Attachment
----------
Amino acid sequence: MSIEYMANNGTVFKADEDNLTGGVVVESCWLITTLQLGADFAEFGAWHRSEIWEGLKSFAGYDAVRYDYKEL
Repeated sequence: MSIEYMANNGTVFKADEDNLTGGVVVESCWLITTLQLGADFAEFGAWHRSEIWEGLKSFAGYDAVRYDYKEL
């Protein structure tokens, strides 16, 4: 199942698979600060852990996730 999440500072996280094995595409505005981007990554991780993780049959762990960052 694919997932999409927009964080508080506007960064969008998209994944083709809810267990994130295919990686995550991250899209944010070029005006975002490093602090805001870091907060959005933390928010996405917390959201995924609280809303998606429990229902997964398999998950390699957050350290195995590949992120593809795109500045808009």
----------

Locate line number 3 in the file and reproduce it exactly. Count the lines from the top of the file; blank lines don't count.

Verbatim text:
């Protein structure tokens, strides 16, 4: 199942698979600060852990996730 999440500072996280094995595409505005981007990554991780993780049959762990960052 694919997932999409927009964080508080506007960064969008998209994944083709809810267990994130295919990686995550991250899209944010070029005006975002490093602090805001870091907060959005933390928010996405917390959201995924609280809303998606429990229902997964398999998950390699957050350290195995590949992120593809795109500045808009």